1 Defined terms
An associate is an entity over which the investor has significant influence.
Consolidated financial statements are the financial statements of a group in which assets, liabilities, equity, income, expenses and cash flows of the parent and its subsidiaries are presented as those of a single economic entity.
The equity method is a method of accounting whereby the investment is initially recognised at cost and adjusted thereafter for the post-acquisition change in the investor’s share of the investee’s net assets. The investor’s profit or loss includes its share of the investee’s profit or loss and the investor’s other comprehensive income includes its share of the investee’s other comprehensive income.
A joint arrangement is an arrangement of which two or more parties have joint control.
Joint control is the contractually agreed sharing of control of an arrangement, which exists only when decisions about the relevant activities require the unanimous consent of the parties sharing control.
A joint venture is a joint arrangement whereby the parties that have joint control of the arrangement have rights to the net assets of the arrangement. IAS 28 Investments in Associates and Joint Ventures 2017 – 07 2
A joint venturer is a party to a joint venture that has joint control of that joint venture.
Significant influence is the power to participate in the financial and operating policy decisions of the investee but is not control or joint control of those policies.
2 Significant influence
If an entity holds, directly or indirectly (e.g. through subsidiaries), twenty per cent (20%) or more of the voting power of the investee, it is presumed that the entity has significant influence, unless it can be clearly demonstrated that this is not the case.
Conversely, if the entity holds, directly or indirectly (e.g. through subsidiaries), less than twenty per cent (20%) of the voting power of the investee, it is presumed that the entity does not have significant influence, unless such influence can be clearly demonstrated. A substantial or majority ownership by another investor does not necessarily preclude an entity from having significant influence.
The existence of significant influence by an entity is usually evidenced in one or more of the following ways:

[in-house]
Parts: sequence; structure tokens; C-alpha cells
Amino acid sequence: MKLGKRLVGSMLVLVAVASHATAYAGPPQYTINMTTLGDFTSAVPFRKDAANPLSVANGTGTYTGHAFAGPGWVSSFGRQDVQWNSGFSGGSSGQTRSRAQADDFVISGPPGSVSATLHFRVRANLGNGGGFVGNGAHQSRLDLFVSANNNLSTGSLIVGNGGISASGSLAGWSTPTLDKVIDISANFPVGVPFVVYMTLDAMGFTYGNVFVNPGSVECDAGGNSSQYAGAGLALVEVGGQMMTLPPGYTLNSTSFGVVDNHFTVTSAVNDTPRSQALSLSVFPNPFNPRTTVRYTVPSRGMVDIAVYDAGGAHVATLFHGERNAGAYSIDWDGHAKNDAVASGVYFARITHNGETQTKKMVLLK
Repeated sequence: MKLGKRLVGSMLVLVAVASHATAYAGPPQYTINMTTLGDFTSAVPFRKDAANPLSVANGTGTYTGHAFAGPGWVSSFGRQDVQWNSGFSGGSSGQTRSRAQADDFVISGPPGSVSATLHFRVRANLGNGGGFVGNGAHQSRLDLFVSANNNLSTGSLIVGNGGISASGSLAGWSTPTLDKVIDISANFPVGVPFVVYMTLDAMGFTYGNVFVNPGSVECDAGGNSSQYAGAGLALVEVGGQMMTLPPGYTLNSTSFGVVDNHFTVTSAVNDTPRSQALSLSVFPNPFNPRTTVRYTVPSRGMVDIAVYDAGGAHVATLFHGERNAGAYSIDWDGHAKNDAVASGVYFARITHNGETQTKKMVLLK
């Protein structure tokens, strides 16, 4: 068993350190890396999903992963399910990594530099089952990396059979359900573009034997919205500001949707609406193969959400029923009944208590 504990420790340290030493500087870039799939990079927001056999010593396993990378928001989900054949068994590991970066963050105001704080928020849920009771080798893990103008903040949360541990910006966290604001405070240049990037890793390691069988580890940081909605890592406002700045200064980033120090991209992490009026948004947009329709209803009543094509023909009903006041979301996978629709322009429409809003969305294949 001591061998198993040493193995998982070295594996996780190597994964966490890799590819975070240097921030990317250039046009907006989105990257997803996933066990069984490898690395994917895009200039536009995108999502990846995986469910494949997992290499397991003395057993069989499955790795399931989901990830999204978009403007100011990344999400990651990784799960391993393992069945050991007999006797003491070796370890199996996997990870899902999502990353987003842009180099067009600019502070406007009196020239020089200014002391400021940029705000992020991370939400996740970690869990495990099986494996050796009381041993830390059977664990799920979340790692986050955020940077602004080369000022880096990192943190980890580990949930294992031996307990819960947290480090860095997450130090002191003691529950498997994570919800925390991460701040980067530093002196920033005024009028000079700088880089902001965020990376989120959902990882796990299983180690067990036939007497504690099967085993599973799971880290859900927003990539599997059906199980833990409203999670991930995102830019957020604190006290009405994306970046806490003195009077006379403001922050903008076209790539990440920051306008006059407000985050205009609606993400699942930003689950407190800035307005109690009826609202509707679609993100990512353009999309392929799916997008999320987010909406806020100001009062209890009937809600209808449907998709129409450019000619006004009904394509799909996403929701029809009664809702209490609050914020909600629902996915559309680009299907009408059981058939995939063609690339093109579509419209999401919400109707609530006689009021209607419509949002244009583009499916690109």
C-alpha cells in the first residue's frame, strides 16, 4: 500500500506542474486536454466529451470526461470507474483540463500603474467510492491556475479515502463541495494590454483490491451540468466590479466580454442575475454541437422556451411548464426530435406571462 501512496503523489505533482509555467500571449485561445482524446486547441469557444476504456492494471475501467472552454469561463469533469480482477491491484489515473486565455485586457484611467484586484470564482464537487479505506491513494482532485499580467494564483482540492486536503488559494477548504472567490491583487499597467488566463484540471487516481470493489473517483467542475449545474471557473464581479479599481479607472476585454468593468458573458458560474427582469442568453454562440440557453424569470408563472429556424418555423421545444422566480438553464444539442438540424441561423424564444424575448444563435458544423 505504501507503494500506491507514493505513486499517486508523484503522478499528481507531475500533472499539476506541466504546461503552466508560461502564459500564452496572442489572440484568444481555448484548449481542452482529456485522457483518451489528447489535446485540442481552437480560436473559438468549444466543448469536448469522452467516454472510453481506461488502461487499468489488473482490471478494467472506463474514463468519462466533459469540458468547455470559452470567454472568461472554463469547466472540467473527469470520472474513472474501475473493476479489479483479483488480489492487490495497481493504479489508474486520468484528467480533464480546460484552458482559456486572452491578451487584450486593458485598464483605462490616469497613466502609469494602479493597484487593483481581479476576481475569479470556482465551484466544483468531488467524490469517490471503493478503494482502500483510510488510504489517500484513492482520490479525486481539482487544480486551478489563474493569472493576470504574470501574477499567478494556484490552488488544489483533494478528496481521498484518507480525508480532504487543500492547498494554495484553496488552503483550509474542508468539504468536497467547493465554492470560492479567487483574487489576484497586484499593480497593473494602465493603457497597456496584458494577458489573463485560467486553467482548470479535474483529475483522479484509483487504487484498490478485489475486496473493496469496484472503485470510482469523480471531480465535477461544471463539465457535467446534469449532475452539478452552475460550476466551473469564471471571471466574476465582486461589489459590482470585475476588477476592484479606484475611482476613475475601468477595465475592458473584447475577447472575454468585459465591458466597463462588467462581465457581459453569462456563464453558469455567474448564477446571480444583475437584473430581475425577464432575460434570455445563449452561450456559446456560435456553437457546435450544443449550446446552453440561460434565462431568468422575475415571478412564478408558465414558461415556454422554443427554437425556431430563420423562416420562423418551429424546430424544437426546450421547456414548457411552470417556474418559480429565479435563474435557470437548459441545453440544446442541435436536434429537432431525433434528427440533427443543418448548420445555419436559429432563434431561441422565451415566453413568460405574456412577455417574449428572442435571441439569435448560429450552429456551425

(a) representation on the board of directors or equivalent governing body of the investee;
(b) participation in policy-making processes, including participation in decisions about dividends or other distributions;
(c) material transactions between the entity and its investee;
(d) interchange of managerial personnel; or
(e) provision of essential technical information.
An entity loses significant influence over an investee when it loses the power to participate in the financial and operating policy decisions of that investee. The loss of significant influence can occur with or without a change in absolute or relative ownership levels. It could occur, for example, when an associate becomes subject to the control of a government, court, administrator or regulator. It could also occur as a result of a contractual arrangement.
3 Equity method
The investor accounts for this interest by extending the scope of its financial statements to include its share of the profit or loss of such an investee. As a result, application of the equity method provides more informative reporting of the investor’s net assets and profit or loss.
Under the equity method,
- On initial recognition, the investment in an associate or a joint venture is recognised at cost, and the carrying amount is increased or decreased to recognise the investor’s share of the profit or loss of the investee after the date of acquisition and the investor’s share of the investee’s profit or loss is recognised in the investor’s profit or loss.
- Distributions received from an investee reduce the carrying amount of the investment.• adjustments to the carrying amount may also be necessary for changes in the investor’s proportionate interest in the investee arising from changes in the investee’s other comprehensive income such as changes arising from the revaluation of property, plant and equipment and from foreign exchange translation differences and the investor’s share of those changes is recognised in the investor’s other comprehensive income.
Potential voting rights
When potential voting rights or other derivatives containing possible exercise or conversion of potential voting rights exist, an entity’s interest in an associate or a joint venture is determined solely on the basis of existing ownership IAS 28 Investments in Associates and Joint Ventures 2017 – 07 3
interests and does not reflect the possible exercise or conversion of potential voting rights and other derivative instruments, an entity has, in substance, an existing ownership as a result of a transaction that currently gives it access to the returns associated with an ownership interest. In such circumstances, the proportion allocated to the entity is determined by taking into account the eventual exercise of those potential voting rights and other derivative instruments that currently give the entity access to the returns.
4 Application of the equity method
A group’s share in an associate or a joint venture is the aggregate of the holdings in that associate or joint venture by the parent and its subsidiaries. The holdings of the group’s other associates or joint ventures are ignored for this purpose.
When an associate or a joint venture has subsidiaries, associates or joint ventures, the profit or loss, other comprehensive income and net assets taken into account in applying the equity method are those recognised in the associate’s or joint venture’s financial statements after any adjustments necessary to give effect to uniform accounting policies.